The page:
• Engage government leaders—national and local—in the importance of citizen participation in governmental decision-making and develop/examine specific practices that promote an effective, accountable, transparent and responsive government and public administration that is crucial to the development of democracy. Projects should engage government and NGO leaders in dialogue.

Audience: Representatives from government and non-governmental organizations, teachers, community leaders.

Ideal Program Model

  • U.S. grantee identifies U.S. citizens to conduct in-country seminar for citizen activists, teachers, NGO representatives, responsible media, elected local government officials, and legal professionals to discuss transparency and accountability. In-country partner (a local university or other appropriate professional group) would co-host the event with the U.S. grantee institution; selection of participants for U.S. program.
  • U.S. program that would include a seminar on the role of government/citizen in the U.S.; internships in local elected officials' offices, NGO organizations, and citizen organizations; and a one-day debriefing and evaluation.
  • In-country program conducted by U.S. experts that served as internship hosts or seminar leaders. Participants in U.S. program design the seminar and serve as co-presenters. Project would also support materials translated into target language, small grants for projects designed to expand the exchange experience and support for the development of alumni association.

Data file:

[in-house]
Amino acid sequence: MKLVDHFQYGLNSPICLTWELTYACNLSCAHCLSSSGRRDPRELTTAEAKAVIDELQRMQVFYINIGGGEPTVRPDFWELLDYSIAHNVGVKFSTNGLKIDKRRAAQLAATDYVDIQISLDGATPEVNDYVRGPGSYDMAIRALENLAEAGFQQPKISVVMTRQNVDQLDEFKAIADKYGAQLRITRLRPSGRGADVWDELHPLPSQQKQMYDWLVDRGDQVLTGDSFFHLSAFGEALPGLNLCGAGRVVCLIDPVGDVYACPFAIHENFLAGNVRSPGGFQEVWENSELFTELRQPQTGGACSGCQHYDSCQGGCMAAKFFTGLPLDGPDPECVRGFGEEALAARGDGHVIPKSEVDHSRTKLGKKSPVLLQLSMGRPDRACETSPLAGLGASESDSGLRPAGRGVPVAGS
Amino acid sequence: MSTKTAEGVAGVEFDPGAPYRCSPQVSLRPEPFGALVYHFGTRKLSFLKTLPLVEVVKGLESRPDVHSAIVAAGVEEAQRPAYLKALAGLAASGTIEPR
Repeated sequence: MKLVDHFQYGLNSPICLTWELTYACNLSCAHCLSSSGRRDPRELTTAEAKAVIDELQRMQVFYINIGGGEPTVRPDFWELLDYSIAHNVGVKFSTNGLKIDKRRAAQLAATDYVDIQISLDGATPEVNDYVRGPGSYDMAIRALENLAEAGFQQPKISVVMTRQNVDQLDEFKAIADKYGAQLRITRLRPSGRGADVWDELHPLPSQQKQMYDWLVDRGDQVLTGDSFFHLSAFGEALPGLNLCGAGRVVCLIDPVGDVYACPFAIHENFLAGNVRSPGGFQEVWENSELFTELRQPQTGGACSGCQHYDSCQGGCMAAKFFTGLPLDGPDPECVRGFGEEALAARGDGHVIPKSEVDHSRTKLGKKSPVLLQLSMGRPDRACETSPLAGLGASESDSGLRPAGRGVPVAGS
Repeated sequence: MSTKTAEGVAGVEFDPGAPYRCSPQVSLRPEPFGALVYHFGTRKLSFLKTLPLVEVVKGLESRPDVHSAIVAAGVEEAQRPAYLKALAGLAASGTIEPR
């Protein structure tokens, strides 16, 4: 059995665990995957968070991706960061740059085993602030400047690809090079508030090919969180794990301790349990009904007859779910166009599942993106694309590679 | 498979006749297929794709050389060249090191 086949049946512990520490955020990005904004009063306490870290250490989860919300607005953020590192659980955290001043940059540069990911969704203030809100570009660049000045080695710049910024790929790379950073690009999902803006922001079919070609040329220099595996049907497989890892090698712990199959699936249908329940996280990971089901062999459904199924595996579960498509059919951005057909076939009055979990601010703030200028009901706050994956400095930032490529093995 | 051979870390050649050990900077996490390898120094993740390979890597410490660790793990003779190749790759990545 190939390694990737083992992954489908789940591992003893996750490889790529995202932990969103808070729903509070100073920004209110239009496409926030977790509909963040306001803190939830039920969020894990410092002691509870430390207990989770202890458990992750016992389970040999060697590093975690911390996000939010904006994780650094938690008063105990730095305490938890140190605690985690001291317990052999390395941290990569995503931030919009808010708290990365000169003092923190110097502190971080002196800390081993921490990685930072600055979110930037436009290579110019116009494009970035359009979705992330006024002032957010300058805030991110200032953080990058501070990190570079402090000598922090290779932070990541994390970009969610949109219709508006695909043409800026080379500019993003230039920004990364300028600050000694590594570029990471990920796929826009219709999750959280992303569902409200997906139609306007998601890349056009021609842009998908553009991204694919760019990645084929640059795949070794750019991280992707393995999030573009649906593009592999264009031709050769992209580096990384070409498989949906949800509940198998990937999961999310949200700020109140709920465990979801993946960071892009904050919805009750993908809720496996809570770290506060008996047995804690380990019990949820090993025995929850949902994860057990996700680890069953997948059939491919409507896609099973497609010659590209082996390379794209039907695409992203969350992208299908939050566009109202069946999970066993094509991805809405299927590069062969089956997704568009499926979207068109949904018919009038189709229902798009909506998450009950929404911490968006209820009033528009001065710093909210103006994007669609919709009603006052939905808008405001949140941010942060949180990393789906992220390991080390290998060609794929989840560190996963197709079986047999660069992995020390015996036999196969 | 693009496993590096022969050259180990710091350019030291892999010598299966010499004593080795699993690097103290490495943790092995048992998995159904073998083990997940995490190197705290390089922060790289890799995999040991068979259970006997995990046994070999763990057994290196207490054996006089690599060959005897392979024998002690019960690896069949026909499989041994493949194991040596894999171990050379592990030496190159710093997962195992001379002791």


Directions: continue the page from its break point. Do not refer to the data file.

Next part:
Eligible Countries

Africa (single-country and multiple-country projects accepted)

Angola, Ethiopia, Kenya, Mauritania, Niger, Nigeria, Swaziland

Contact: Curtis Huff, tel: (202) 453-8159, e-mail:

East Asia Pacific (single-country projects only)

China, Indonesia, Vietnam

Contact: Clint Wright, tel: (202) 453-8164, e-mail:

Europe and Eurasia (single-country projects only)

Turkey, Ukraine, Kosovo

Europe and Eurasia (multiple-country projects only)

Kyrgyz Republic, Kazakhstan, Tajikistan

Contact: Brent Beemer, tel: (202) 453-8147, e-mail:

Near East/North Africa (single-country and multiple-country projects accepted for themes listed above)

Syria, Algeria, Oman, Morocco, Saudi Arabia, Yemen

Near East/North Africa (multiple-country project only for theme listed below)

Egypt, Israel, Jordan, Lebanon, Palestinian Authority Proposals will be only accepted for:

  • Engage young political leaders and activists—those active in political parties, university student politics and NGOs—in order to strengthen the participation of youth in the political field.

Contact: Thomas Johnston, tel: (202) 453-8162, e-mail:

South Asia (single-country and multiple-country projects accepted)

Bangladesh, India, Nepal, Pakistan, Sri Lanka

Contact: Thomas Johnston, tel: (202) 453-8162, e-mail:

II. Developing Professional Standards in Media

  • Educate media professionals, both journalists, editors and media managers, in professional standards, including accountability, objective reporting, and investigative journalism in order to ensure widespread, accurate media coverage on one of the following issues: HIV/AIDS, anti-corruption, business development or cultural/ethnic diversity. Projects should also raise media professionals' awareness of the issue. Applicants should propose meetings with advocacy groups and assistance organizations that work to address the target issue.
  • Empower professionals to develop internal media that is independent and accountable to the public. Separate programs for broadcast (radio/television) and print media are envisioned.